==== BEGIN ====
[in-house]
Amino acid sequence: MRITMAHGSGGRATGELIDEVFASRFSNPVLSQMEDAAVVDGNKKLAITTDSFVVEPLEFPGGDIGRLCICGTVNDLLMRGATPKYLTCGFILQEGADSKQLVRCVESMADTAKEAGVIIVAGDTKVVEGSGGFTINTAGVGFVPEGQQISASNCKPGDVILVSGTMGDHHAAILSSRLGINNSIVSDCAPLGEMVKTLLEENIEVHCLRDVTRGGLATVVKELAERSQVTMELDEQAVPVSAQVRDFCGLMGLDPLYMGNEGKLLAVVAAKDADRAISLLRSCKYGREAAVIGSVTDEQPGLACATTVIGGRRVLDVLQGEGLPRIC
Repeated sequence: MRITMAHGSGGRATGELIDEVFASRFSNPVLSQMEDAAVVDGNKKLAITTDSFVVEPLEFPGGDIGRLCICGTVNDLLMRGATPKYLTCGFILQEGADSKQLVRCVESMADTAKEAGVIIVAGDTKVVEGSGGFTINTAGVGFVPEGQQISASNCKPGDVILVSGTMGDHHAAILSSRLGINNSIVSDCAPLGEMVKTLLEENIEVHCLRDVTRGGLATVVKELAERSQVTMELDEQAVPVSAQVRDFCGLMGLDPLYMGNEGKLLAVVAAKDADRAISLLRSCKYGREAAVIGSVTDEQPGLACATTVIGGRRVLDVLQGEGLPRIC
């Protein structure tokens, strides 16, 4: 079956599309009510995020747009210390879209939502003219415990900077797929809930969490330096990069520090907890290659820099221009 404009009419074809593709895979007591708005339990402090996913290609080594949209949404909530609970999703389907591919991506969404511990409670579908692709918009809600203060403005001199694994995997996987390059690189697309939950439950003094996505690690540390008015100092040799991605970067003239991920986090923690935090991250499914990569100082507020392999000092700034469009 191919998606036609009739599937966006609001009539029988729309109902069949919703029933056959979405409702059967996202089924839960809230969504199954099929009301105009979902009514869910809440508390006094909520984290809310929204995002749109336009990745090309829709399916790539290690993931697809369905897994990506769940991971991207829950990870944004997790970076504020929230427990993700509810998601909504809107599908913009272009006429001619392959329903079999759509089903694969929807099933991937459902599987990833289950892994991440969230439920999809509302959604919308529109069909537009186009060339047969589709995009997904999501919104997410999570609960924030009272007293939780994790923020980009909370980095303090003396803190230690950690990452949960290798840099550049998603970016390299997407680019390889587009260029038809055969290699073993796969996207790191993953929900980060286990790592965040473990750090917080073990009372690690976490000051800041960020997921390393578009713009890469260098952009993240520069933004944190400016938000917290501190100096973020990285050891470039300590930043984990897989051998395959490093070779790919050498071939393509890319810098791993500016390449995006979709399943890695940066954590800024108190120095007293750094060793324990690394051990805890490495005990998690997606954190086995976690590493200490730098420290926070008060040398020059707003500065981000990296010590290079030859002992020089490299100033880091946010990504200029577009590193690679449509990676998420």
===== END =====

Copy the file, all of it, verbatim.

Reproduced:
[in-house]
Amino acid sequence: MRITMAHGSGGRATGELIDEVFASRFSNPVLSQMEDAAVVDGNKKLAITTDSFVVEPLEFPGGDIGRLCICGTVNDLLMRGATPKYLTCGFILQEGADSKQLVRCVESMADTAKEAGVIIVAGDTKVVEGSGGFTINTAGVGFVPEGQQISASNCKPGDVILVSGTMGDHHAAILSSRLGINNSIVSDCAPLGEMVKTLLEENIEVHCLRDVTRGGLATVVKELAERSQVTMELDEQAVPVSAQVRDFCGLMGLDPLYMGNEGKLLAVVAAKDADRAISLLRSCKYGREAAVIGSVTDEQPGLACATTVIGGRRVLDVLQGEGLPRIC
Repeated sequence: MRITMAHGSGGRATGELIDEVFASRFSNPVLSQMEDAAVVDGNKKLAITTDSFVVEPLEFPGGDIGRLCICGTVNDLLMRGATPKYLTCGFILQEGADSKQLVRCVESMADTAKEAGVIIVAGDTKVVEGSGGFTINTAGVGFVPEGQQISASNCKPGDVILVSGTMGDHHAAILSSRLGINNSIVSDCAPLGEMVKTLLEENIEVHCLRDVTRGGLATVVKELAERSQVTMELDEQAVPVSAQVRDFCGLMGLDPLYMGNEGKLLAVVAAKDADRAISLLRSCKYGREAAVIGSVTDEQPGLACATTVIGGRRVLDVLQGEGLPRIC
């Protein structure tokens, strides 16, 4: 079956599309009510995020747009210390879209939502003219415990900077797929809930969490330096990069520090907890290659820099221009 404009009419074809593709895979007591708005339990402090996913290609080594949209949404909530609970999703389907591919991506969404511990409670579908692709918009809600203060403005001199694994995997996987390059690189697309939950439950003094996505690690540390008015100092040799991605970067003239991920986090923690935090991250499914990569100082507020392999000092700034469009 191919998606036609009739599937966006609001009539029988729309109902069949919703029933056959979405409702059967996202089924839960809230969504199954099929009301105009979902009514869910809440508390006094909520984290809310929204995002749109336009990745090309829709399916790539290690993931697809369905897994990506769940991971991207829950990870944004997790970076504020929230427990993700509810998601909504809107599908913009272009006429001619392959329903079999759509089903694969929807099933991937459902599987990833289950892994991440969230439920999809509302959604919308529109069909537009186009060339047969589709995009997904999501919104997410999570609960924030009272007293939780994790923020980009909370980095303090003396803190230690950690990452949960290798840099550049998603970016390299997407680019390889587009260029038809055969290699073993796969996207790191993953929900980060286990790592965040473990750090917080073990009372690690976490000051800041960020997921390393578009713009890469260098952009993240520069933004944190400016938000917290501190100096973020990285050891470039300590930043984990897989051998395959490093070779790919050498071939393509890319810098791993500016390449995006979709399943890695940066954590800024108190120095007293750094060793324990690394051990805890490495005990998690997606954190086995976690590493200490730098420290926070008060040398020059707003500065981000990296010590290079030859002992020089490299100033880091946010990504200029577009590193690679449509990676998420």